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WARRIOR WIND: the wind is powering part of one metro school district thanks to work from the students and money from a soda maker

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You'll find something new on the Waukee School District's campus: a wind turbine that will power part of the school. Students started working on bringing renewable energy to the district more than two years ago. This week, they're celebrating a completed project, and what it means for the school in and out of the classroom.

It's 90 feet tall with three ten foot blades that will soon be spinning in the sky. Junior Violet Saylor says, "It just kind of fits in with our skyline, over the stadium. The lights, it just kind of looks like it was meant to be there."

Saylor is a member of the Warrior's Earth Club, which worked to bring wind power to Waukee. It all started with a desire for renewable energy and a push to win money from the soda maker Pepsi. Saylor says, "We had to vote everyday for a month. We got the community involved and the school involved. We had kids signed up at lunch, at sporting events before the musical."

Thanks to the voting, the school won a $50,000 Refresh Everything grant. With that and help from Van Wall Energy, they were able to put up the turbine that would typically cost $85,000. Earth Club Co-Sponsor Stephanie Groathouse says, "It would power a house, a normal home, so obviously for a school district, that doesn't quite cut it."

Groathouse says the turbine will power the lights, scoreboard and sprinkler system for the softball and baseball fields. She says she doesn't know exactly how much money the school will save because it depends on how much the district is charged for electricity. She says, "But, it hooks into the grid, so when the wind is blowing, we're producing energy and the meter, it's attached it will go backwards basically."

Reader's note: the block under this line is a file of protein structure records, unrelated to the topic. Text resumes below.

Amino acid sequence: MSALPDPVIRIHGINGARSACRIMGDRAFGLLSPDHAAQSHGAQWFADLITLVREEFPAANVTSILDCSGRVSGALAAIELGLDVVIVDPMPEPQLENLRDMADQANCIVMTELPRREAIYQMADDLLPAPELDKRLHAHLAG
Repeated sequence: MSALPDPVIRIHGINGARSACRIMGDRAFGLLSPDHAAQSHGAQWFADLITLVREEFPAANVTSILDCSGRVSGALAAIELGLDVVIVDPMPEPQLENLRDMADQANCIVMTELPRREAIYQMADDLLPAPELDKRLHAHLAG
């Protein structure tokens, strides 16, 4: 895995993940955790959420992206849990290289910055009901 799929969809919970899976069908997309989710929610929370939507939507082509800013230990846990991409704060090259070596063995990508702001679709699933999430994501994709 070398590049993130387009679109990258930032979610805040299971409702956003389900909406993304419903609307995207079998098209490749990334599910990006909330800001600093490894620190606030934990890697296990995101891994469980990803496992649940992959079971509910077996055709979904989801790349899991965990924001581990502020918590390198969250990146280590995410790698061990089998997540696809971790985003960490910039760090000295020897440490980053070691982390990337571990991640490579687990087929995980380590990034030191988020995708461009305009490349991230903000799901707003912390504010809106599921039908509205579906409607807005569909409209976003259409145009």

You can see the wind turbine from many views around campus and even the community. Groathouse says it won't only help power part of the school. It will also serve as a tool in the classroom. Groathouse says, "It will be hooked up to computers eventually and teachers at all the schools will be able to get the data, and see what the wind speeds are in Iowa."

Groathouse says math and science teachers can use that information for real-world lessons, and serve as an example for the community. Groathouse says, "Show that everybody can make at least a little difference, so hopefully we'll inspire someone else."

Saylor says the Earth Club members are already inspired to do more, and they'll always have a reminder of what they've done when they look to the sky.

You can check out the new wind turbine for yourself. The school will host a ribbon cutting Friday at 12:30 in the afternoon.